“I started swimming again for myself and doing my own rehab — as long as I was in the pool, the buoyancy relief lifted the pressure off of my mind and my joints,” she says. “Swimming has so many healing benefits: Studies have shown that aquatic exercise and therapy can help lower your blood pressure, slow the progression of Alzheimer’s, correct your posture, and calm attention deficit disorders.”
The experience turned into a lightbulb moment she used to spark AfroSwimmers. Not long after returning to the water, she quit her corporate job. With no clear business plan, she began teaching swim lessons at a private pool in Conyers, GA, and word spread. The drowning rates among Black people, which are disproportionately higher than those of white people, further motivated Singleton to combat preventable deaths in her community through aquatic services. AfroSwimmers began with these local classes, but after promoting awareness around these staggering statistics on her personal social media, creating an online presence for AfroSwimmers — the first group, she found, that not only provided swimming education but also unified Black swimmers across the country — and using her journey to prove that swimming is a form of wellness, Singleton amassed support and a loyal following within two years.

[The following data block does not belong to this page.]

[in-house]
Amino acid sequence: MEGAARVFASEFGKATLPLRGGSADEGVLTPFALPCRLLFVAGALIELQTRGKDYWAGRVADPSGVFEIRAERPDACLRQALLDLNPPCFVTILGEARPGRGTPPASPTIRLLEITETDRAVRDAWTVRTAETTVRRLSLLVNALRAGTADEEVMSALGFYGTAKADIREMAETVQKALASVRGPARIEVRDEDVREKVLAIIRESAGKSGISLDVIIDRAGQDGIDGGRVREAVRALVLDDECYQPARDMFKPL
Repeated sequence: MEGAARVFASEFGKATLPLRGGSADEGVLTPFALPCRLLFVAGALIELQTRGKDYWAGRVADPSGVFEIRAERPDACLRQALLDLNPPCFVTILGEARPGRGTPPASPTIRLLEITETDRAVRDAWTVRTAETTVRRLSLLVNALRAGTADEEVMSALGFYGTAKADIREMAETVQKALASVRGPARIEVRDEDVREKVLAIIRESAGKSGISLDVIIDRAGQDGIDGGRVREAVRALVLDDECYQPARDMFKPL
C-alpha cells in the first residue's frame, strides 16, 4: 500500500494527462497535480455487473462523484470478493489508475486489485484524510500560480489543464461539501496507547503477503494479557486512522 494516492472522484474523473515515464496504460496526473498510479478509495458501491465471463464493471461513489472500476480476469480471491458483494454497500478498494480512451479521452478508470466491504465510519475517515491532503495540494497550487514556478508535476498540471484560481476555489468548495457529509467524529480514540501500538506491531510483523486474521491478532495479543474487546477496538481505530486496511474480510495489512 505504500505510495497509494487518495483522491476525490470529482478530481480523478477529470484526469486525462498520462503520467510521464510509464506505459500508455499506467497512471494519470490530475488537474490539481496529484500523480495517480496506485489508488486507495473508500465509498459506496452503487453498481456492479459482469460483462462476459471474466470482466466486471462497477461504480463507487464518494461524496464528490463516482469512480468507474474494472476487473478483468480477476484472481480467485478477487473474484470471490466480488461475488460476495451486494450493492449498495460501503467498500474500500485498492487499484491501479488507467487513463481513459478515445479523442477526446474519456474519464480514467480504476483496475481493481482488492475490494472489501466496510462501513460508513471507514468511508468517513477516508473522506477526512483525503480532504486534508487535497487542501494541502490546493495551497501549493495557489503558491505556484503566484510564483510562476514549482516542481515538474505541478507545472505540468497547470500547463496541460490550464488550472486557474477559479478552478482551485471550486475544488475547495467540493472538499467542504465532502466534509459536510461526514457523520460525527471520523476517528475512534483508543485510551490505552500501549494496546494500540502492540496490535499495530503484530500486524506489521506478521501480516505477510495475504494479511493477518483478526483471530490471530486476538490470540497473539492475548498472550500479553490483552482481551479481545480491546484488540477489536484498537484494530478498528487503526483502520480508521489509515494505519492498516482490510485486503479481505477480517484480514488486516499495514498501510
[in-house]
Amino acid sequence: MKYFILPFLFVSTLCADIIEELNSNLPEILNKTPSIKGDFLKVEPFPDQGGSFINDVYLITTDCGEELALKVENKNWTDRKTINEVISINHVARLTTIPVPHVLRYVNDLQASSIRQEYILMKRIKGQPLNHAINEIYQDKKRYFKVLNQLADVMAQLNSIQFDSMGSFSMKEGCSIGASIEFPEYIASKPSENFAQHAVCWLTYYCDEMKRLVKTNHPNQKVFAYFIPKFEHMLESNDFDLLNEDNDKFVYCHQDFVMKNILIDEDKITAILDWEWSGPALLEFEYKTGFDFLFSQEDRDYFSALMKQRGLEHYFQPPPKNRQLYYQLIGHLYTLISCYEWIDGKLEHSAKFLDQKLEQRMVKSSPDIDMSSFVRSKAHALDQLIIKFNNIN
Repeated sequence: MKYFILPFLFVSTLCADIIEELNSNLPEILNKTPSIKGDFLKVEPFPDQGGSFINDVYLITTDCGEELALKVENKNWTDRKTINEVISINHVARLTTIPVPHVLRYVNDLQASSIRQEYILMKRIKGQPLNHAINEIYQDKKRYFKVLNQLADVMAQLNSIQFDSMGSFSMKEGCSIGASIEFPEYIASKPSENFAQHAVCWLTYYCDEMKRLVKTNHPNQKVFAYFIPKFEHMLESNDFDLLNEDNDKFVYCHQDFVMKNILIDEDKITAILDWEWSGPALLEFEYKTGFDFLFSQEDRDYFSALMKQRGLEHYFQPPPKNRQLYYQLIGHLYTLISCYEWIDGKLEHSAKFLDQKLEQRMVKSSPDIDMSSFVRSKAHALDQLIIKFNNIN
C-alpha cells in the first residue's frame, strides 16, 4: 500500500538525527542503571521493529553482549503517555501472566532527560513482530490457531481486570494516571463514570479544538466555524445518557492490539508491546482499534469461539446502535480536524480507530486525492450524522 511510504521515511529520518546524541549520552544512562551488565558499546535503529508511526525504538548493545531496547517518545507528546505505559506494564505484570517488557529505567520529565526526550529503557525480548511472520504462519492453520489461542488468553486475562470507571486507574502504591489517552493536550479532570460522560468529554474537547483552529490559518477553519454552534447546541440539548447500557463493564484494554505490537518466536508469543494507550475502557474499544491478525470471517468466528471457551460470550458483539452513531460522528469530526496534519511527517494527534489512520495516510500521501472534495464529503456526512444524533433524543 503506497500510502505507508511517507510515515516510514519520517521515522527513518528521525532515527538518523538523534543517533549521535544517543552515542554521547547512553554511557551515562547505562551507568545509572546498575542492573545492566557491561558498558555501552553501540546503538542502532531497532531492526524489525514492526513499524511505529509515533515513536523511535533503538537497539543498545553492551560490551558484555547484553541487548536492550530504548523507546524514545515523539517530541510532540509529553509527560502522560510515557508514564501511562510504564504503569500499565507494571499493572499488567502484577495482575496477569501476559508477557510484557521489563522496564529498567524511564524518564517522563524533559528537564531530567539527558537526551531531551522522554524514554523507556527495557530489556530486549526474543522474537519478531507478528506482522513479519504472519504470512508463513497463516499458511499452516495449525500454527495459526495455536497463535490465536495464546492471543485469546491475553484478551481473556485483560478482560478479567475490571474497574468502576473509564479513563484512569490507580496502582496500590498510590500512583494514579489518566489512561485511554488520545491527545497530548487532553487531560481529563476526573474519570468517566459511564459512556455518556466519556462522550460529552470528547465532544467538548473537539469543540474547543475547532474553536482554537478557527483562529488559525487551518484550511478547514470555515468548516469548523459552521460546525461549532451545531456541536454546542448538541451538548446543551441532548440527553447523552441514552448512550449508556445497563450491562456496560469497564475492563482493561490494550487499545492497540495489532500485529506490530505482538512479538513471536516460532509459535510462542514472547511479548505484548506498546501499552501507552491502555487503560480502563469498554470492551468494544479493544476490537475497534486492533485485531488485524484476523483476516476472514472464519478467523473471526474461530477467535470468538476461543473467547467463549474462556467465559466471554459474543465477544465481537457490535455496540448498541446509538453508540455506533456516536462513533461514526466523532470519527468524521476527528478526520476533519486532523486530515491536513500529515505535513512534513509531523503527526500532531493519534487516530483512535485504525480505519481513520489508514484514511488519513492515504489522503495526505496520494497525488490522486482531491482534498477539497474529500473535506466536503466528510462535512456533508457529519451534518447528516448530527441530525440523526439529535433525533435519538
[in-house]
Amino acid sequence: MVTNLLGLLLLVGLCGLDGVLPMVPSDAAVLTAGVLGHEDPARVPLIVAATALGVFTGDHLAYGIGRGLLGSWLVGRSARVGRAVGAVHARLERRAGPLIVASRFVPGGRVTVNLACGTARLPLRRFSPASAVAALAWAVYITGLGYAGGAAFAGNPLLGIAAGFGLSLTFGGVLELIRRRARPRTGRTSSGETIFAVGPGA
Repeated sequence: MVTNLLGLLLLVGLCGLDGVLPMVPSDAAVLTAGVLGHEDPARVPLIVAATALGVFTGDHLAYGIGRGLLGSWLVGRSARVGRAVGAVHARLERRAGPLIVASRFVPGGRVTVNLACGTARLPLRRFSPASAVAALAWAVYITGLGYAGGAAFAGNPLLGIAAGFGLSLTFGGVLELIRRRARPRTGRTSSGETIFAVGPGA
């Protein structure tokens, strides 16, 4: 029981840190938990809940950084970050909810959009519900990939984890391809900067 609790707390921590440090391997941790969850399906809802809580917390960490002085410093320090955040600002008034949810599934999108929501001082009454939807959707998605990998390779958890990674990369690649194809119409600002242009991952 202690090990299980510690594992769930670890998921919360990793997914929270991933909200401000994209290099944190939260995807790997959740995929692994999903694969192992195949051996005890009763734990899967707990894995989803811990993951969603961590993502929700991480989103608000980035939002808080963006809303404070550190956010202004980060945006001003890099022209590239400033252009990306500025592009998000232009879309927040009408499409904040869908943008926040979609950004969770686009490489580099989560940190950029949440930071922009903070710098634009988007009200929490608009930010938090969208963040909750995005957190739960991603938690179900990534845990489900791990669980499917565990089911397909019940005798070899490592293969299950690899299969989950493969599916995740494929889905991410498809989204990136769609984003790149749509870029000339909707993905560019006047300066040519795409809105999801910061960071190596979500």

By 2017, AfroSwimmers became a full-fledged business, complete with a facility in Atlanta where programs — including competitive coaching, aquatic therapy, and private swimming lessons — are offered to help break down barriers between the Black community and swimming.
Christian O’Brien, a friend who supported Singleton as she created the swim movement, champions AfroSwimmers as world-changing work. “This movement isn’t just about showing that Black people can swim,” she says. “It’s about spotlighting yet another overlooked area in our community — which also means missed opportunities for scholarships and accolades — that would have otherwise prevented unnecessary deaths by drowning. AfroSwimmers means another door opened for people of color.”